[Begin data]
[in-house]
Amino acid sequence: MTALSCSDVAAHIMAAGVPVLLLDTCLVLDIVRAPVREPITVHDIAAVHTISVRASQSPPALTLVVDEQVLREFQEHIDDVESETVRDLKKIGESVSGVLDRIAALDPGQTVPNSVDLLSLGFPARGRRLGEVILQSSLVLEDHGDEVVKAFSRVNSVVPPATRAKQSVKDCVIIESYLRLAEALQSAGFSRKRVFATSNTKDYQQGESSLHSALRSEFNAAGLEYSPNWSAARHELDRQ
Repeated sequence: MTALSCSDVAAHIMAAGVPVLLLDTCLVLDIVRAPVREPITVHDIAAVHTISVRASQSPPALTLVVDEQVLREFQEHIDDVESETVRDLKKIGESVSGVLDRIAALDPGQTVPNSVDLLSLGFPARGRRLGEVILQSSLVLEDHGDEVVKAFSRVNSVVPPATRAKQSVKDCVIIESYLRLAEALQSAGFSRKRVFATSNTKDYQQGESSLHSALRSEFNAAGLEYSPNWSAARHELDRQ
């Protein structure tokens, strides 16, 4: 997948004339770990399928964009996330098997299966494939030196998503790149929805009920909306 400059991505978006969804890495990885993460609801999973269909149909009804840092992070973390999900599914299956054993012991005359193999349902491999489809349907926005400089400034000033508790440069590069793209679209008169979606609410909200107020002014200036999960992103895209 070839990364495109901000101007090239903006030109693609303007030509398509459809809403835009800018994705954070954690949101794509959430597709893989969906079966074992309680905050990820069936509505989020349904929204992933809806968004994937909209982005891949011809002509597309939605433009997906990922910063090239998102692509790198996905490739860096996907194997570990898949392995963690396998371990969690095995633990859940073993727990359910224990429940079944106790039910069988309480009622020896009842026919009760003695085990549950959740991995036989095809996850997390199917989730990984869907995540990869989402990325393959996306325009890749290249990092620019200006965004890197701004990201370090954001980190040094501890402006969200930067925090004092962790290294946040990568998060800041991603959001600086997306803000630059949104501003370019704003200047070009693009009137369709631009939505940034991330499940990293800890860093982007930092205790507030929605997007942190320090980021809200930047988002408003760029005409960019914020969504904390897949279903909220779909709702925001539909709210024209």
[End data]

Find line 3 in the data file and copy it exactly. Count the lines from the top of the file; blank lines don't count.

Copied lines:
Repeated sequence: MTALSCSDVAAHIMAAGVPVLLLDTCLVLDIVRAPVREPITVHDIAAVHTISVRASQSPPALTLVVDEQVLREFQEHIDDVESETVRDLKKIGESVSGVLDRIAALDPGQTVPNSVDLLSLGFPARGRRLGEVILQSSLVLEDHGDEVVKAFSRVNSVVPPATRAKQSVKDCVIIESYLRLAEALQSAGFSRKRVFATSNTKDYQQGESSLHSALRSEFNAAGLEYSPNWSAARHELDRQ